|Figure 1. Tran Tests of Connection Between Precast Column and Enlarged Drilled Shaft|
Precast columns have the potential to be very cost- and time-efficient for Accelerated Bridge Construction (ABC), but they must be connected effectively to the foundation, particularly in regions of moderate or high seismicity. Most of the relevant research has been conducted using spread footings, but in many applications, drilled shafts are preferred, most commonly with a diameter larger than that of the column. Little research has been performed on connections between precast columns and enlarged drilled shafts.
The current AASHTO ABC design recommendations for shafts are based on the results of cast-in-place column behavior and a single cyclic test of a column-to-shaft subassembly. Some research has been conducted for cast-in-place column systems (e.g., Mclean and Smith 1997, Murcia-Delso et al. 2013), but cast-in-place column construction takes time and does not lend itself easily to accelerated bridge construction.
As part of his PhD thesis studies at the University of Washington, Hung Tran (2015) reported the results of three tests of connections between precast columns and drilled shafts. These tests (Fig. 1) provided valuable data, but the tests by themselves are insufficient to understand the complex force transfer mechanism in the real 3-D connection, and to develop specific design guidelines
As part of a study funded by the Pacific Earthquake Engineering Research center (PEER), additional tests of column-to-shaft connections will be performed. The tests already performed by Tran (2015) and those to be performed as part of the PEER project will provide much more data to calibrate analytical models and design procedures than has been available in the past.
A parametric study, with models calibrated by these tests, is required to investigate the wide range of conditions expected in practice. The test results and parametric study will make it possible to develop design recommendations for precast-column-to-drilled-shaft connections.
The main objective of the research is to develop guidelines for the design of ABC connections between precast columns and enlarged, cast-in-place drilled shafts in seismic regions.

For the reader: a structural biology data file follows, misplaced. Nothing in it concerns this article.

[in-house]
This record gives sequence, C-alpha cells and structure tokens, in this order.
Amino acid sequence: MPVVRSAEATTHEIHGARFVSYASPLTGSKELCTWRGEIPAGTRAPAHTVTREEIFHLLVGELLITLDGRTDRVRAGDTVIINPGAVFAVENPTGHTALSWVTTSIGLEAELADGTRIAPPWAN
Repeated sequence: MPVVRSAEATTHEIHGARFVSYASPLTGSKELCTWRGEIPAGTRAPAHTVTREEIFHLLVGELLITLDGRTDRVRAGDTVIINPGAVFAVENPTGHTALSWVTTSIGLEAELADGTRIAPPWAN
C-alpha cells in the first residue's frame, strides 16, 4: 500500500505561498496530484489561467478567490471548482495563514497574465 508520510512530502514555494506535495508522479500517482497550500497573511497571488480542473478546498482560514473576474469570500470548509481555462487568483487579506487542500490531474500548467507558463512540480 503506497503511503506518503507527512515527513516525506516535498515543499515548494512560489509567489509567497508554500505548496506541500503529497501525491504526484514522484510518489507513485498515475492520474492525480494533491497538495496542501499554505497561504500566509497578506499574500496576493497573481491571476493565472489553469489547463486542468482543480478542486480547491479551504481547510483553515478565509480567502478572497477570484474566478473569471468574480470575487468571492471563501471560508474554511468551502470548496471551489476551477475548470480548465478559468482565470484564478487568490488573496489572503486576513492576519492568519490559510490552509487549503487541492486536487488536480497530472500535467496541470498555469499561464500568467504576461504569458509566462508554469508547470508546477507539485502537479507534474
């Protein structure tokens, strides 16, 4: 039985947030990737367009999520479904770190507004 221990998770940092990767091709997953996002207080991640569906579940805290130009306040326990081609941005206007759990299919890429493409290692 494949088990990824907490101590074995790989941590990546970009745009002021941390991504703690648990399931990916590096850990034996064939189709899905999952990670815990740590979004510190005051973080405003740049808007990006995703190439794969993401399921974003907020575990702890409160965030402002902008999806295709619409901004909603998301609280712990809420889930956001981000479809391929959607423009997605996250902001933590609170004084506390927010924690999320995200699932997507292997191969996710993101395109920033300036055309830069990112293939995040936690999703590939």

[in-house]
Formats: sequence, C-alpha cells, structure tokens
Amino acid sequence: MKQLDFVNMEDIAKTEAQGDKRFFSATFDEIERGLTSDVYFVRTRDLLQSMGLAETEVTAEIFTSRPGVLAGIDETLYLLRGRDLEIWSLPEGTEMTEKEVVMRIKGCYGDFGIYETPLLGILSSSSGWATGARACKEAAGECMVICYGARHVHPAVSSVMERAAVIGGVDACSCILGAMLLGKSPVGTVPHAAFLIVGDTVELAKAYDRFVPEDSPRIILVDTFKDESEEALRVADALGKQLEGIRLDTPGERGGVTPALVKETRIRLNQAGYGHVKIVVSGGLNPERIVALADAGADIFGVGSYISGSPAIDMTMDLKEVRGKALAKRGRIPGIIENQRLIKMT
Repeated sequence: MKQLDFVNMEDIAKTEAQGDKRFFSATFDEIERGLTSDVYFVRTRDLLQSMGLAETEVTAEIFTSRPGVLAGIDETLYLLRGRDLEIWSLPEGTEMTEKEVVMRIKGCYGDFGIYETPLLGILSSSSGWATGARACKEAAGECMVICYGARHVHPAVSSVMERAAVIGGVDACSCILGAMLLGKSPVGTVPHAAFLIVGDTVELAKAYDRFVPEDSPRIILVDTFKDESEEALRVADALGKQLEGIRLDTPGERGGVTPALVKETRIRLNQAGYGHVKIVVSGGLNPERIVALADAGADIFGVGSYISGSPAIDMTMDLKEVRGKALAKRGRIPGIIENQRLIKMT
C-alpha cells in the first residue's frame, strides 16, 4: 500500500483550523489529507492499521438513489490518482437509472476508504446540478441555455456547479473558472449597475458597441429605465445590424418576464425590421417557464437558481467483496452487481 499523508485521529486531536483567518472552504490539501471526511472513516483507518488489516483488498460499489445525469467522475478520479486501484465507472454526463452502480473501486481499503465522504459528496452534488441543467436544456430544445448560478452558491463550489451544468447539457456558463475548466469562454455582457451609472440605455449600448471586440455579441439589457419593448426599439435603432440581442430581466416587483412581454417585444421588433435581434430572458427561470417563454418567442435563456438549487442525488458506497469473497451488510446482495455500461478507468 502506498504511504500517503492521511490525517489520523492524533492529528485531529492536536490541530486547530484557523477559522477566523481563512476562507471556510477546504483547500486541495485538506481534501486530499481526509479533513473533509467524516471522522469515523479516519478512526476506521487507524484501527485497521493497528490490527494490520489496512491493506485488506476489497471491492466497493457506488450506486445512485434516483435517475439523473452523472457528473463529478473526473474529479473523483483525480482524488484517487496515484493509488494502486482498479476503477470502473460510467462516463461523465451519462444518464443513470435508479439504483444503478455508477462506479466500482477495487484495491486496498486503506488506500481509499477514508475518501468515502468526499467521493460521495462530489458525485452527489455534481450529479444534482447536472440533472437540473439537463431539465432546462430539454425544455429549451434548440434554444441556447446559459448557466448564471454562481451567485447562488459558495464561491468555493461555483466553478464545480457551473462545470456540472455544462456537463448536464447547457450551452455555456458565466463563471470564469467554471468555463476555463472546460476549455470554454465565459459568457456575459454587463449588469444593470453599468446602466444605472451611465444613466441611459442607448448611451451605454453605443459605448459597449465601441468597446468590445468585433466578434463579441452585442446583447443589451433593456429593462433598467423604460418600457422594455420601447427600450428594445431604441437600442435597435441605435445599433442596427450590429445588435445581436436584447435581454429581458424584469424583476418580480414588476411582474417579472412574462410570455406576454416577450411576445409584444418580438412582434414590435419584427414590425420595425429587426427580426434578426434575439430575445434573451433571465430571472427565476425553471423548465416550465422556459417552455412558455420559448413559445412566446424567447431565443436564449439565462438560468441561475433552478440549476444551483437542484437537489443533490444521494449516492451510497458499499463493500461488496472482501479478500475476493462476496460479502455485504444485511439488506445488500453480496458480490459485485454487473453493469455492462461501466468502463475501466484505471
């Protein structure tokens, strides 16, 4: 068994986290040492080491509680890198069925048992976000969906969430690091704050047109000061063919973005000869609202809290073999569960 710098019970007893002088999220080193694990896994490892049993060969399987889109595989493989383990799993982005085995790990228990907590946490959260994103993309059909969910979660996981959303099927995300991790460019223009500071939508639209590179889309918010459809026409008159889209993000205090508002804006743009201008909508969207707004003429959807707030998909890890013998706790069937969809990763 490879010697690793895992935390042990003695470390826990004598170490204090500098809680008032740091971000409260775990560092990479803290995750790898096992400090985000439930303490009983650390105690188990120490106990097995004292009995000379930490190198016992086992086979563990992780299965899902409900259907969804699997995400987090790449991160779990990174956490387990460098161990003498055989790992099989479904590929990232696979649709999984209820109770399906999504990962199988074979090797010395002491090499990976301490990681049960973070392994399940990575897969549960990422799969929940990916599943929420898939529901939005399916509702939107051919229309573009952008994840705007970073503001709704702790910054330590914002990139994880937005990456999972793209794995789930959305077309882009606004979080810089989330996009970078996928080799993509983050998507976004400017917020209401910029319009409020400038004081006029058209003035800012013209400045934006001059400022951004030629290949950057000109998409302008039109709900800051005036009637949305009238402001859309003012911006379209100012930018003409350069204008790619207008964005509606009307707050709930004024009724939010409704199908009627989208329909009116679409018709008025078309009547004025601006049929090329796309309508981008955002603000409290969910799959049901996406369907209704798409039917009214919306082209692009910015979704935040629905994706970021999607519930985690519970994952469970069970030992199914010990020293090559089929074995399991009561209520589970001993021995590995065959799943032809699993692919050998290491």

UW researchers will develop guidelines for the design of ABC connections between precast columns and enlarged, cast-in-place drilled shafts in seismic regions. These guidelines will be based on the results of three tests conducted previously by Tran, and on additional tests to be conducted with PEER funding. The team will perform a parametric study using strut-and-tie models and finite-element models, which will have been calibrated with the test results, to consider a wide range of column and shaft properties:
- Task 1 – Analysis of Tran Test Data
- All of the data collected by Tran has been preserved, but it is necessary to re-analyze the data, so that the data processing methodology for the new tests will be consistent with that used for the new, PEER-funded tests. This analysis will also make it possible to design the new test specimens to so that they will be most useful in developing new design recommendations..
- Task 2 – Development/Calibration of Analytical Models
- Strut-and-tie and finite-element models will be calibrated using the data available from Tran and the PEER-funded tests. Figure 3 shows the initial form of a possible strut-and-tie model that could be used in this application.
- Task 3 – Parametric Study
- The developed models will be used in a parametric study to evaluate the effects of key design variables, including the depth of embedment of the precast column, the relative diameters of the column and shaft, as well as the details of the longitudinal and transverse reinforcement.
- Task 4 – Development of Design Recommendations
- The results of the parametric study will be used to develop design recommendations that would be suitable for practice. These recommendations will be reviewed by bridge engineers from California and Washington states to verify that the form is appropriate.
Principal Investigator: Professor Marc Eberhard
Co-Principal Investigator: Professor John Stanton
Research Assistant: Michelle Chang
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